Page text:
Artibus et Historiae no. 34 (XVII)1996, ISSN 0391-9064
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MINDY N. TAGGARD - Ut Pictura Poesis: Artists' Status In Early Modern Cordoba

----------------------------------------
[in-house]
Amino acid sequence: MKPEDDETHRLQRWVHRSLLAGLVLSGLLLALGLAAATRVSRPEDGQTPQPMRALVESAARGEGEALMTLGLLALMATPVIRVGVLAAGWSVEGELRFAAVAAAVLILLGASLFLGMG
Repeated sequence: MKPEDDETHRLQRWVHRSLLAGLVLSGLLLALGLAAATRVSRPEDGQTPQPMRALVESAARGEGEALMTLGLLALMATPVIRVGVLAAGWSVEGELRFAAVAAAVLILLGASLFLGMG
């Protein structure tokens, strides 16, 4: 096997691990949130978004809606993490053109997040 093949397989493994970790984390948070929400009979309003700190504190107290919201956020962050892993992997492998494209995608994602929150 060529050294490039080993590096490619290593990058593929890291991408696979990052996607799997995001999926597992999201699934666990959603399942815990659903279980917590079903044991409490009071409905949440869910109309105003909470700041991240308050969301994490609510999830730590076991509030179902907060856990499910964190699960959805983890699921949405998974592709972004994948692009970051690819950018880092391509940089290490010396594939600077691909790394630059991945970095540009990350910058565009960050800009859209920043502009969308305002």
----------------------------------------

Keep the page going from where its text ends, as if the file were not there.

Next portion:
This article acknowledges the Spanish exclusion of painting from creative liberal arts requiring intellect and inspiration. It merely questions whether this attitude should be considered comprehensive of the whole of the peninsula during Golden Age. An alternative, or corollary, to the "Madrid model" devised by historians is constructed from data collected for painters active in the southern Spanish city of Cordoba during the same period. This corollary model does not pretend to account for Spanish attitudes any more than can the existing Madrid model. It does, however, support the stated possibility that in a kingdom where unification took place as late as 1492 and where there continued to exist significant variations in language, laws, and customs among various Spanish peoples, differing perceptions of profession might coexist at a given moment. Factors accounting for a greater regard for painters in Cordoba include a cultural predisposition toward the arts promoting more positive public perceptions and attitudes, the presence of an enlightened individual able to transform public opinion on the status of painting, and concentration of artist-literati capable of commanding respect and recognition for their chosen profession.